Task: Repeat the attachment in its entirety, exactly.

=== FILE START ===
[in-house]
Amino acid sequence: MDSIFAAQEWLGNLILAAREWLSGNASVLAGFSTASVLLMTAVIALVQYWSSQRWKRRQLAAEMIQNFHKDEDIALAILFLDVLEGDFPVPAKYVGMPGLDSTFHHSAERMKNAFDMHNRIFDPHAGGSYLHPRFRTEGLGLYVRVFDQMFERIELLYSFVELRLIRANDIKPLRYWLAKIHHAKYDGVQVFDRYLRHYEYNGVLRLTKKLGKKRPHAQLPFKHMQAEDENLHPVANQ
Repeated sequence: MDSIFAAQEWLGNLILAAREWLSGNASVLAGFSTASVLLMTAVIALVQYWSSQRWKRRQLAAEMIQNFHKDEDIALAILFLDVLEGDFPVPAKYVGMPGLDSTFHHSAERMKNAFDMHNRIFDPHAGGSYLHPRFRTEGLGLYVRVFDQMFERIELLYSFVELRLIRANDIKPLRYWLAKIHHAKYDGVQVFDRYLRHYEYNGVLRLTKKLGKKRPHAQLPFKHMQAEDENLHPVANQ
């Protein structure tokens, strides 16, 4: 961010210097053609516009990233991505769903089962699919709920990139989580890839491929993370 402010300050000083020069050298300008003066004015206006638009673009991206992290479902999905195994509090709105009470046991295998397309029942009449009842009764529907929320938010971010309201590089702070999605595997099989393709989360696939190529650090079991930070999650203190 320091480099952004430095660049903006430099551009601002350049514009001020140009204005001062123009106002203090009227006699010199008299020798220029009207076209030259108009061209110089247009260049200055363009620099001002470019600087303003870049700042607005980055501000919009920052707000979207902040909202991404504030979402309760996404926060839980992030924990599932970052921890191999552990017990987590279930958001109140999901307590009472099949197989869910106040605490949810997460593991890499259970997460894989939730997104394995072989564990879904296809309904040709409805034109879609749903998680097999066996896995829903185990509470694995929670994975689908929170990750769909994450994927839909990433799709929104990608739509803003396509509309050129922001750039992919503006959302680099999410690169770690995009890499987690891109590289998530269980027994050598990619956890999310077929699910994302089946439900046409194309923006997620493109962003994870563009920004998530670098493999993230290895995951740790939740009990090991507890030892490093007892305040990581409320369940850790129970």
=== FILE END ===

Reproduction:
[in-house]
Amino acid sequence: MDSIFAAQEWLGNLILAAREWLSGNASVLAGFSTASVLLMTAVIALVQYWSSQRWKRRQLAAEMIQNFHKDEDIALAILFLDVLEGDFPVPAKYVGMPGLDSTFHHSAERMKNAFDMHNRIFDPHAGGSYLHPRFRTEGLGLYVRVFDQMFERIELLYSFVELRLIRANDIKPLRYWLAKIHHAKYDGVQVFDRYLRHYEYNGVLRLTKKLGKKRPHAQLPFKHMQAEDENLHPVANQ
Repeated sequence: MDSIFAAQEWLGNLILAAREWLSGNASVLAGFSTASVLLMTAVIALVQYWSSQRWKRRQLAAEMIQNFHKDEDIALAILFLDVLEGDFPVPAKYVGMPGLDSTFHHSAERMKNAFDMHNRIFDPHAGGSYLHPRFRTEGLGLYVRVFDQMFERIELLYSFVELRLIRANDIKPLRYWLAKIHHAKYDGVQVFDRYLRHYEYNGVLRLTKKLGKKRPHAQLPFKHMQAEDENLHPVANQ
């Protein structure tokens, strides 16, 4: 961010210097053609516009990233991505769903089962699919709920990139989580890839491929993370 402010300050000083020069050298300008003066004015206006638009673009991206992290479902999905195994509090709105009470046991295998397309029942009449009842009764529907929320938010971010309201590089702070999605595997099989393709989360696939190529650090079991930070999650203190 320091480099952004430095660049903006430099551009601002350049514009001020140009204005001062123009106002203090009227006699010199008299020798220029009207076209030259108009061209110089247009260049200055363009620099001002470019600087303003870049700042607005980055501000919009920052707000979207902040909202991404504030979402309760996404926060839980992030924990599932970052921890191999552990017990987590279930958001109140999901307590009472099949197989869910106040605490949810997460593991890499259970997460894989939730997104394995072989564990879904296809309904040709409805034109879609749903998680097999066996896995829903185990509470694995929670994975689908929170990750769909994450994927839909990433799709929104990608739509803003396509509309050129922001750039992919503006959302680099999410690169770690995009890499987690891109590289998530269980027994050598990619956890999310077929699910994302089946439900046409194309923006997620493109962003994870563009920004998530670098493999993230290895995951740790939740009990090991507890030892490093007892305040990581409320369940850790129970």